In High German, [s] was reached from a [t] > [ts] > [s] process, as in German Wasser vs English water. In English, the same process of Romance [ts] > [s] occurred in Norman-imported words, accounting for modern homophones sell and cell. [ʃ] was also reached from a -sk- cluster reduction as in Romance, e.g. Old English spelling "asc" for modern "ash", German schirm vs English screen, English ship vs Danish skib.
Standard Modern Greek, that has apical [s̺], lacked both processes.
The Germanic-speaking regions that did not have either phenomena have normally preserved the apical [s̺], that is, Icelandic, Dutch and many Scandinavian lects. It also reached modern times in Low German, but this language has largely been replaced by Standard German.
The main Romance language to preserve the sound, Castilian Spanish, is exceptional in that it had both events that produced [s] and [ʃ], and preserved the apical S at the expense of both, that were shifted farther away. Galician changed only [s], and Catalan still preserves all three sounds, as well as Ladino.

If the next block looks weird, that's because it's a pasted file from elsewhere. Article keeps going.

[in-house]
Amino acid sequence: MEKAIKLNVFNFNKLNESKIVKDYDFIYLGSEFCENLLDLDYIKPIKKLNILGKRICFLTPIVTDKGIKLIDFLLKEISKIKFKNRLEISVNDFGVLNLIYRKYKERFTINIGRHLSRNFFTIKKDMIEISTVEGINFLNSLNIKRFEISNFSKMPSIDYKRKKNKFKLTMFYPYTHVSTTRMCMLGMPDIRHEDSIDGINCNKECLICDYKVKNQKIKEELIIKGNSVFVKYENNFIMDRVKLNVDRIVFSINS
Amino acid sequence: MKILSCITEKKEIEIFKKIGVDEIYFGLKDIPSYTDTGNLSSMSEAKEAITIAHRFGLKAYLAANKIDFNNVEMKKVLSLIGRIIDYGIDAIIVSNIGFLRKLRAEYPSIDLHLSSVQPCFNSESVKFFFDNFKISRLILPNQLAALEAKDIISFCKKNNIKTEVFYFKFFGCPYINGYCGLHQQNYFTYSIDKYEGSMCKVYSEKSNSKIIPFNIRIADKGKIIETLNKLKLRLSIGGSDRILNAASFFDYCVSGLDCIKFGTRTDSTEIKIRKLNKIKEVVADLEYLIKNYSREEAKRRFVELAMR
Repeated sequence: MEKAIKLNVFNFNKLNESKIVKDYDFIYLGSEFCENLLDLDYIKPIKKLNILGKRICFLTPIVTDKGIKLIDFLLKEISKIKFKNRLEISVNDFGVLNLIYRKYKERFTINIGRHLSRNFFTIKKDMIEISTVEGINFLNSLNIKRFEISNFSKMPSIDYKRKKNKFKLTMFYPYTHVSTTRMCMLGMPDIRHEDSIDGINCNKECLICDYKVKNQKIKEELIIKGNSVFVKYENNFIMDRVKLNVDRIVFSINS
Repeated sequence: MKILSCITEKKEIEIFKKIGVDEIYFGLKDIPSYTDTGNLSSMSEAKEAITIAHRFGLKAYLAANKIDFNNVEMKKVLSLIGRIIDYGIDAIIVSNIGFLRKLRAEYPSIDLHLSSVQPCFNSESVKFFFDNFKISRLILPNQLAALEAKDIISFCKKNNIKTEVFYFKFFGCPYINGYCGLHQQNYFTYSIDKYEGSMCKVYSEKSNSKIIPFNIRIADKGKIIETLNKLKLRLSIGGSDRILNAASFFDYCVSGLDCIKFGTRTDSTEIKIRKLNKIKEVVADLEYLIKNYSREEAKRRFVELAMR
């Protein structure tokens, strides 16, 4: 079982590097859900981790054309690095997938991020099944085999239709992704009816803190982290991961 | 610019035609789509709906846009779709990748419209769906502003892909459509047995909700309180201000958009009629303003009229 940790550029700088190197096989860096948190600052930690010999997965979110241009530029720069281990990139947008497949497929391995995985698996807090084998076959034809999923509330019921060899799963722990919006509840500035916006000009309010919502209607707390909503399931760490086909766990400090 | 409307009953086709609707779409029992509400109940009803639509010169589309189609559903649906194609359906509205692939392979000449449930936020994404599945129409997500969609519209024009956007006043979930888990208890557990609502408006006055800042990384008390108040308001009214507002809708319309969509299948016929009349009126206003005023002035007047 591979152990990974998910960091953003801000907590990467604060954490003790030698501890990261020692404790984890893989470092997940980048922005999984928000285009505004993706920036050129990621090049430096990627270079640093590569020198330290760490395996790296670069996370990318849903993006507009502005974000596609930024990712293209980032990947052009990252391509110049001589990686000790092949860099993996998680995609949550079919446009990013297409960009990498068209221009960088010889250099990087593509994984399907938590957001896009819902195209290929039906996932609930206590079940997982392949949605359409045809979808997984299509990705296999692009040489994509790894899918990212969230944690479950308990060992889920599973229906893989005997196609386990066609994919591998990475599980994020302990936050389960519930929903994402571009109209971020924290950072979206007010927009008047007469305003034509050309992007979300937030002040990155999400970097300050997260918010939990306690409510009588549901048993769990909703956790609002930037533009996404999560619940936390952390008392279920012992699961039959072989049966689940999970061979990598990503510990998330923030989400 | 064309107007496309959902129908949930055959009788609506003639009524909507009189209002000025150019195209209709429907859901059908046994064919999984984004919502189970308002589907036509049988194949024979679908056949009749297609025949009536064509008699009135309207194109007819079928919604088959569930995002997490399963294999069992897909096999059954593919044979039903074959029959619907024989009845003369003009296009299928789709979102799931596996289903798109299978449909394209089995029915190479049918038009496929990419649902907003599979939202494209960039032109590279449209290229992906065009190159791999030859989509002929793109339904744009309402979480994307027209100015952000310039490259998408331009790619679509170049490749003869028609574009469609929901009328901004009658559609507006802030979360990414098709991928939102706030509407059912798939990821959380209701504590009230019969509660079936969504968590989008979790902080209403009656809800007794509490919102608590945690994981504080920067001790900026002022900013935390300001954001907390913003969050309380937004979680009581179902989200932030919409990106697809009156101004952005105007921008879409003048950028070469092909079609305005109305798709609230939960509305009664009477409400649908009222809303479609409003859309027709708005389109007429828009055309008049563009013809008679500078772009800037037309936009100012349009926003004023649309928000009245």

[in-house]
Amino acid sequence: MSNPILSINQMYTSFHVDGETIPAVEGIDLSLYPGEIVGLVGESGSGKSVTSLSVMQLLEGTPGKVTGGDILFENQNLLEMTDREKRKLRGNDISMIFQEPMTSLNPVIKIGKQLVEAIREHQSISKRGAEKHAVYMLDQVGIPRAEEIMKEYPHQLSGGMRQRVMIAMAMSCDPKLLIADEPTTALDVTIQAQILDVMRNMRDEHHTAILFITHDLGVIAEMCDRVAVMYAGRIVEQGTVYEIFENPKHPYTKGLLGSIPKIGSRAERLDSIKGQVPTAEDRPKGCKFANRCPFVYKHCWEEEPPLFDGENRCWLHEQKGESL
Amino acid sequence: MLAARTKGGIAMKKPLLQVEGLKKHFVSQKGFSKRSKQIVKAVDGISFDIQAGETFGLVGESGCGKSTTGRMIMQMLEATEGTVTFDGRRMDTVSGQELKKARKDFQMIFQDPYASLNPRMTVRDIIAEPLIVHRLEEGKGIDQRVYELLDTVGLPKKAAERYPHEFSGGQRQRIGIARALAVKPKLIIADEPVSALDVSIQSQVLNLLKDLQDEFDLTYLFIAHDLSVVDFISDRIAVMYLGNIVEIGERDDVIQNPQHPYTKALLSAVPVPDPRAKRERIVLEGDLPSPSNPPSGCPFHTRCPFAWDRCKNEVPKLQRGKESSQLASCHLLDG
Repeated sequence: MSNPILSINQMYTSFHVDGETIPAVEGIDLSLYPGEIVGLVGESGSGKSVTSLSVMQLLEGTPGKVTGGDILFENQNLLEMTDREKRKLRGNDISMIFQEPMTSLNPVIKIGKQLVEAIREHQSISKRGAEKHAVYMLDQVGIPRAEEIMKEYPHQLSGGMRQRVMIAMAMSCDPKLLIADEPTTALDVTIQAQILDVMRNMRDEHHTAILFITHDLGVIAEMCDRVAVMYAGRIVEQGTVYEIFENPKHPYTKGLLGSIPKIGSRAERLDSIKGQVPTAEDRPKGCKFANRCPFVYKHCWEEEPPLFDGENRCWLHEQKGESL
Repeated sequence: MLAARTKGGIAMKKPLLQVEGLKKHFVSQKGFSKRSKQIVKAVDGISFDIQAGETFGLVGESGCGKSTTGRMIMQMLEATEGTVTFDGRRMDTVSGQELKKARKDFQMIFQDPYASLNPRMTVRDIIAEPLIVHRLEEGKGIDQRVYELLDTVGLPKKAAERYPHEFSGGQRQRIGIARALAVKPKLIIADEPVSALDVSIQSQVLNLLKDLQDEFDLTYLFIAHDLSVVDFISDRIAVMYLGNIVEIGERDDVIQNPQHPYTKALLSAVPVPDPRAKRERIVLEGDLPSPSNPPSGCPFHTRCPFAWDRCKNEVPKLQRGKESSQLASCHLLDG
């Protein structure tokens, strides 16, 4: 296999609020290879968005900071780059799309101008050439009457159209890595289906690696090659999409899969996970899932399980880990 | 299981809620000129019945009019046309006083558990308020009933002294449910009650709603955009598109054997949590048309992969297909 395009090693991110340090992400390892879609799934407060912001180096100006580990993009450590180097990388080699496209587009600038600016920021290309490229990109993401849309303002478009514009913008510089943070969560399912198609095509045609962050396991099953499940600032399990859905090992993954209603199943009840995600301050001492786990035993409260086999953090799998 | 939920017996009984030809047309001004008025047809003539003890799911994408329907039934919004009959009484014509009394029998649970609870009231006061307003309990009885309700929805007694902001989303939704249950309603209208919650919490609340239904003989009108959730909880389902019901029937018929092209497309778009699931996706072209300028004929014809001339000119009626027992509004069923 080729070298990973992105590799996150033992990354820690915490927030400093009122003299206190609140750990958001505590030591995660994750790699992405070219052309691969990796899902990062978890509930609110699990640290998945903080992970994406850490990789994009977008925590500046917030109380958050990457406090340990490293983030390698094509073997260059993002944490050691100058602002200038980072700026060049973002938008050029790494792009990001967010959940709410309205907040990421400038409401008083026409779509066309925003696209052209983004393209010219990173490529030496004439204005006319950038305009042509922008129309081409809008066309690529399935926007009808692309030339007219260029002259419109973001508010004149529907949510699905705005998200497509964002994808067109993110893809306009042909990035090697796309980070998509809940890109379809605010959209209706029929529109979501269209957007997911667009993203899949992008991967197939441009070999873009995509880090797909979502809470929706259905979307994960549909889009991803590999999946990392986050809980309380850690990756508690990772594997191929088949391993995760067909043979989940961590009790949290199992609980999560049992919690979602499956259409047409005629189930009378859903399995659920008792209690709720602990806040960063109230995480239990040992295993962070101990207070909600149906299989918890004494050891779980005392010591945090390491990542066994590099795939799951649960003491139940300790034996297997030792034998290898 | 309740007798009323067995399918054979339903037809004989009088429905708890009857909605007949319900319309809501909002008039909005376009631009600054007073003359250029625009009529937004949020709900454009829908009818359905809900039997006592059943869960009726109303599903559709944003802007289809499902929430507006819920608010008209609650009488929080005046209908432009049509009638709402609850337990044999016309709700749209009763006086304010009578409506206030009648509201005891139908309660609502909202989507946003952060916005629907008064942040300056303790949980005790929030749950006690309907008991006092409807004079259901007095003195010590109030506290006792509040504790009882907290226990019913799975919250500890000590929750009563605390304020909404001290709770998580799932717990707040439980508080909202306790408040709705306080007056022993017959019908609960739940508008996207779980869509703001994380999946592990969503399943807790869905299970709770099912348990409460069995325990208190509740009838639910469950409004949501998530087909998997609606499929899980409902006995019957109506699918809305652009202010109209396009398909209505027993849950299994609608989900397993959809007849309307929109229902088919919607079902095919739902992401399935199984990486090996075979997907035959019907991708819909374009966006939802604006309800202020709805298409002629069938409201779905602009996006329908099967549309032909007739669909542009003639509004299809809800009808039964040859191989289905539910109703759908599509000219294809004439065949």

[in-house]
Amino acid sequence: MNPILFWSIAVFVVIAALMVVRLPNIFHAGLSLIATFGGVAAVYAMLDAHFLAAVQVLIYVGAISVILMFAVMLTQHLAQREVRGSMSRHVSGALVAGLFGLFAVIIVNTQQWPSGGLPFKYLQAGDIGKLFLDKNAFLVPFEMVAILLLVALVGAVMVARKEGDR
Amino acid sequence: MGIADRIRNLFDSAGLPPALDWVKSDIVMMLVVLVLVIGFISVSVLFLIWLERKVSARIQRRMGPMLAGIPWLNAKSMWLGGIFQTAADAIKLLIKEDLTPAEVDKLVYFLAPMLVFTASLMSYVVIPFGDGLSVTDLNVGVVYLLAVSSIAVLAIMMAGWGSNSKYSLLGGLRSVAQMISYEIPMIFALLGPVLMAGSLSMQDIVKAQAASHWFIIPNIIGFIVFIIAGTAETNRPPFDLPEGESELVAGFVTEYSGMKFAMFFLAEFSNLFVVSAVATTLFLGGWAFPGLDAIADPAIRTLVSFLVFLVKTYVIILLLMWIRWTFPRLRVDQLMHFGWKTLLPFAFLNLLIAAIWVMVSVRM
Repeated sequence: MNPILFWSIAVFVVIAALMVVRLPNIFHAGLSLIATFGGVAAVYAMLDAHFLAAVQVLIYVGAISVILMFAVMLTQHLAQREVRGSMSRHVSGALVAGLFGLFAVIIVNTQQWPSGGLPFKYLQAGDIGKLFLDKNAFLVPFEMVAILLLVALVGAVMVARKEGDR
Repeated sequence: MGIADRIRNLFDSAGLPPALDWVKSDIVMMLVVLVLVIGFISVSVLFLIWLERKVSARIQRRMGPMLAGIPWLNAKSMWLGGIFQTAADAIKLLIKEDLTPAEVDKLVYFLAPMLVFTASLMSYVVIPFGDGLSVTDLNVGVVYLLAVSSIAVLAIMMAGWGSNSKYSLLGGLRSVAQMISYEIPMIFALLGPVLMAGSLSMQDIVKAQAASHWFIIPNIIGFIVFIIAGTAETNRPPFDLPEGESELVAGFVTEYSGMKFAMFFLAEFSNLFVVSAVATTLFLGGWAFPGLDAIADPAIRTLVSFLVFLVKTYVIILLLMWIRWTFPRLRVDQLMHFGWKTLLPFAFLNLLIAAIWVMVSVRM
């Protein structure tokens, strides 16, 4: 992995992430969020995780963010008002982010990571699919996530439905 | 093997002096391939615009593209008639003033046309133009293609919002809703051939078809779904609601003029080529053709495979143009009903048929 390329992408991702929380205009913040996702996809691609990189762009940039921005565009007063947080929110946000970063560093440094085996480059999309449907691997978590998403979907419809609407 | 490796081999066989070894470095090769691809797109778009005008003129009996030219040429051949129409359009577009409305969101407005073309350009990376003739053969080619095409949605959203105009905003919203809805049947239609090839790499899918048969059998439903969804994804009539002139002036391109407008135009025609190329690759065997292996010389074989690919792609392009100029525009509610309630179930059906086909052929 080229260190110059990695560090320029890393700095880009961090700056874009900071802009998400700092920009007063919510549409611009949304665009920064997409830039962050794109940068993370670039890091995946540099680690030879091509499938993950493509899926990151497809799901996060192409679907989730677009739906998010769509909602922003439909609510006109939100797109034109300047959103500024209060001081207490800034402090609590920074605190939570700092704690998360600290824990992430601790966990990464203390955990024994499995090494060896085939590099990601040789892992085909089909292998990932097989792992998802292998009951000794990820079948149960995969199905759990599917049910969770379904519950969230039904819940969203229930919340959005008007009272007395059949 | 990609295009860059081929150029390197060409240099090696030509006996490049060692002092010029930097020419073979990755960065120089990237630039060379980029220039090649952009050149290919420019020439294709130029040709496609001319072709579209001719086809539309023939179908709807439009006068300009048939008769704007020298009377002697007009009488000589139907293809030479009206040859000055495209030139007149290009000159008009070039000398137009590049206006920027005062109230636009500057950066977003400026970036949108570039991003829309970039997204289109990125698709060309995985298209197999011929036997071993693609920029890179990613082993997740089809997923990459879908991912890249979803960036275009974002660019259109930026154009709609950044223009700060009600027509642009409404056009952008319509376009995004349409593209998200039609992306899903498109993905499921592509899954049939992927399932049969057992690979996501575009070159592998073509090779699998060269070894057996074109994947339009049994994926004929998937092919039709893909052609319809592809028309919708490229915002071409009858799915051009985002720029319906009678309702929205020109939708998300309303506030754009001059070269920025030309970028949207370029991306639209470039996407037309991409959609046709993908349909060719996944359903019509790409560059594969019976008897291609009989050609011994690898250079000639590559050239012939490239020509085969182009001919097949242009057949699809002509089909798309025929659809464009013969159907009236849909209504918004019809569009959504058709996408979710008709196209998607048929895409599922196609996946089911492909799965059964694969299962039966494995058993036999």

Because of the widespread medieval distribution, it has been speculated that retracted [s̺] was the normal pronunciation in spoken Latin. Certain borrowings suggest that it was not far off from the sh-sound [ʃ], e.g. Aramaic Jeshua > Latin Jesus, Hebrew Shabbat > Vulgar Latin Sabato; but this could also be explained by the lack of a better sound in Latin to represent Semitic sh. It equally well could have been an areal feature inherited from the prehistoric languages of Western Europe, as evidenced by its occurrence in modern Basque.
For the same reasons, it can be speculated that retracted [s̺] was the pronunciation of Proto-Germanic s. Its presence in many branches of Indo-European and its presence particularly in the more conservative languages inside each branch (e.g. Icelandic, Spanish), as well as being found in disparate areas, such as the Baltic languages and Greece, suggests it could have ultimately been the main allophone of Proto-Indo-European s, known for ranging from [s] to as far as [ɕ].